Reynolds ready for game of two halfbacks

SYDNEY, AUSTRALIA – APRIL 01: Greg Inglis and Adam Reynolds of the Rabbitohs celebrate golden point victory after Greg Inglis kicked a field goal during the round five NRL match between the Wests Tigers and the South Sydney Rabbitohs at Allianz Stadium on April 1, 2012 in Sydney, Australia. (Photo by Mark Kolbe/Getty Images)HAVEN’T we seen this before?
Nanjing Night Net

A halfback, unknown to most six months ago, playing like a seasoned veteran on his way to rookie of the year and premiership honours?

South Sydney mini-maestro Adam Reynolds is creating the same headlines as the man he’ll go up against tonight, baby-faced Manly pivot Daly Cherry-Evans, did a year ago.

Off the field, the heavily tattooed father of two couldn’t be more different from his blond-haired rival from the Queensland beaches, but on it he is riding the same wave to glory.

Just as Cherry-Evans did last year, Reynolds is playing with the similar composure and class that belies his 20 NRL games experience.

Unlike his predecessor, Chris Sandow, Reynolds doesn’t have the flamboyance that made Sandow so popular with the Rabbitohs faithful.

What Reynolds lacks in style and charisma, he more than compensates in grit and class.

Not only does he possess an accurate kicking game, but his vision and awareness make his boot one of the most revered in the game. It wasn’t that long ago we were complaining about the lack of quality halves coming through the ranks, but the NRL has unearthed some exceptional talent over the past two years, which has eradicated the concern.

It was Cherry-Evans and Warriors whiz-kid Shaun Johnson, both in their first seasons in the NRL, who captured the imaginations of the rugby league world by guiding their teams to the grand final last year. Now Adam Reynolds and Josh Reynolds – no relation – are on the road to doing the same for their respective clubs, competition leaders South Sydney and Canterbury.

Souths coach Michael Maguire wouldn’t be drawn into comparing Reynolds with Cherry-Evans, but praised the NRL’s leading goal-kicker for his ability to overcome a serious knee injury that had him sidelined for all of last year. ”He had a real tough ride last year, having to sit out for a whole season,” Maguire said. ”That was very disappointing for him. To see him come back and do what he’s doing now – I keep talking about the fact that there’s a lot of upside in Adam’s game. He’s continually learning each day.”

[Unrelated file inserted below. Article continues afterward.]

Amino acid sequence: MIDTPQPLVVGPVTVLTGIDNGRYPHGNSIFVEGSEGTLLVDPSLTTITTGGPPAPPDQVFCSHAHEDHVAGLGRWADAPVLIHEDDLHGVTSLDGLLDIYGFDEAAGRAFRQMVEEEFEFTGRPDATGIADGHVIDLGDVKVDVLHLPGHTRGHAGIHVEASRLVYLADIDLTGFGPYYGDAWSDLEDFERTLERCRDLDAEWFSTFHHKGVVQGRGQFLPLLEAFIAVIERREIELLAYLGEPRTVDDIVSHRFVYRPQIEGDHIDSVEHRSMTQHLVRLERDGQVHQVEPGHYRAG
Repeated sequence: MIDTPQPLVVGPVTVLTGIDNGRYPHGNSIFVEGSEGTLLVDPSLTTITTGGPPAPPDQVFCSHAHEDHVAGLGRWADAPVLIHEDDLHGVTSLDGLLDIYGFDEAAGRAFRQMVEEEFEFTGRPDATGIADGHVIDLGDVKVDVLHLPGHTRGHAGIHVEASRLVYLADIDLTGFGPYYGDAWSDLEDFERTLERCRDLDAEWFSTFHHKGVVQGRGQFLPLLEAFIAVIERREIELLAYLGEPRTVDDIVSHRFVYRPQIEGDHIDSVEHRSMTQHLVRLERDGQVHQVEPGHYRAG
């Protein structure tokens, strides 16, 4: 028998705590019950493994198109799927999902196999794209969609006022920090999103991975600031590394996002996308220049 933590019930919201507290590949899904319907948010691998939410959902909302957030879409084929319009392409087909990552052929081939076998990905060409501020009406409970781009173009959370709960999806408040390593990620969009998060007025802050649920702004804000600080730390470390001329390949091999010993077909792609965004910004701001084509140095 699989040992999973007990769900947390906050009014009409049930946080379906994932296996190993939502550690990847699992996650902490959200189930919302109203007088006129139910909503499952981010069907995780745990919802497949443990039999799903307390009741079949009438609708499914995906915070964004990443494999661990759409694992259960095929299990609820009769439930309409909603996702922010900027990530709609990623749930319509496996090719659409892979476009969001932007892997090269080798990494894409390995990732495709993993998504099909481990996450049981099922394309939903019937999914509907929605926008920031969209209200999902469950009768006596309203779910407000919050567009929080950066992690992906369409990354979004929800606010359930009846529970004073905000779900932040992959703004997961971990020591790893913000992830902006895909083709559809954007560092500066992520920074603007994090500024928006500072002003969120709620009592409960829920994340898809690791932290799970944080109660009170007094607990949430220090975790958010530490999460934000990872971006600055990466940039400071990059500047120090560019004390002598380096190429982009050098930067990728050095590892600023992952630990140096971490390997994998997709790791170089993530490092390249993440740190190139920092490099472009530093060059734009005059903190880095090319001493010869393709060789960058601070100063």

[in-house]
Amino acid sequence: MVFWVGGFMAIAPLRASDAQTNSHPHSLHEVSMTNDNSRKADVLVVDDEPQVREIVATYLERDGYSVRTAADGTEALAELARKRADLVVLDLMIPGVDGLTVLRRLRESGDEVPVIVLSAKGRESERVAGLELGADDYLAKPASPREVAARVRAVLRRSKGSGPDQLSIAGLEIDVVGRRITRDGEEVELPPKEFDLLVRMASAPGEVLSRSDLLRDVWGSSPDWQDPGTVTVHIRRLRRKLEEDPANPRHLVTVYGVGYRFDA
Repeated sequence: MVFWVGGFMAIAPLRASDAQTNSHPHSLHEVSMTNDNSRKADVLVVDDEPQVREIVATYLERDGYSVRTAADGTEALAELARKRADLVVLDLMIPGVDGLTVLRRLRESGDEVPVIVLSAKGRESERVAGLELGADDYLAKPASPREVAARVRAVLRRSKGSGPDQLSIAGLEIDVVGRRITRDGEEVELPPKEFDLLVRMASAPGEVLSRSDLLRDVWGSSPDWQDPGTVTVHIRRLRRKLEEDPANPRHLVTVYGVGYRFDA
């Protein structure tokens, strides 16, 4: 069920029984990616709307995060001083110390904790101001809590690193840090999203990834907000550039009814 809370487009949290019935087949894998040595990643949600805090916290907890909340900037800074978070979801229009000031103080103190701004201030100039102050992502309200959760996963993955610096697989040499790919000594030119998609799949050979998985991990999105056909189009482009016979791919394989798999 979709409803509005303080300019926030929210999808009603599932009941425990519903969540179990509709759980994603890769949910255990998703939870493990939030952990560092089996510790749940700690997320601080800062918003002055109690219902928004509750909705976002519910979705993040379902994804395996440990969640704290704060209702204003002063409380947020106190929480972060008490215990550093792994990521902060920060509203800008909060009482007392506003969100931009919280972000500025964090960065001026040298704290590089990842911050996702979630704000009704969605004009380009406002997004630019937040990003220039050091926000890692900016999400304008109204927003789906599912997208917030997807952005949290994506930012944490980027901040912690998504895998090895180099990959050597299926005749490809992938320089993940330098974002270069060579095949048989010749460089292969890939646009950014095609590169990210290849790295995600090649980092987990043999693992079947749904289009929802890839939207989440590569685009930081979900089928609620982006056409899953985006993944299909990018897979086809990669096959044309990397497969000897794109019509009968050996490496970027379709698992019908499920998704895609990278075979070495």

Cherry-Evans earned a spot on the Kangaroos Tour last year and was 18th man for the Maroons in game one of this year’s Origin series.

Reynolds hasn’t played in any representative games, but there are already calls for the 22-year-old to replace Mitchell Pearce as the NSW halfback.

A premiership would help his cause, but he and halves partner John Sutton will have to overcome a 34-year hoodoo to lead the Bunnies to their first title since 1971. Not since Manly’s Steve Martin and Alan Thompson in 1978 has a pair of halves with no previous representative experience guided a team to premiership success.

South Sydney and the Bulldogs are the only teams in the top eight without a representative play-making duo, but they are firming as grand final opponents.

While Maguire heaped credit on Reynolds, he highlighted the combination with five-eighth John Sutton as one of the reasons behind his halfback’s meteoric rise, as well as Reynolds’s study of his rival No.7s.

”He looks at everyone in the game,” Maguire said. ”He had a bit of time last year to sit back and study the [Johnathan] Thurstons and the [Cooper] Cronks, and all the other players in the game, but he’s building his own name now. He’s just a really mature kid. He pushes the team around with ‘Sutto’ – he and Sutto have got a great combination together.”

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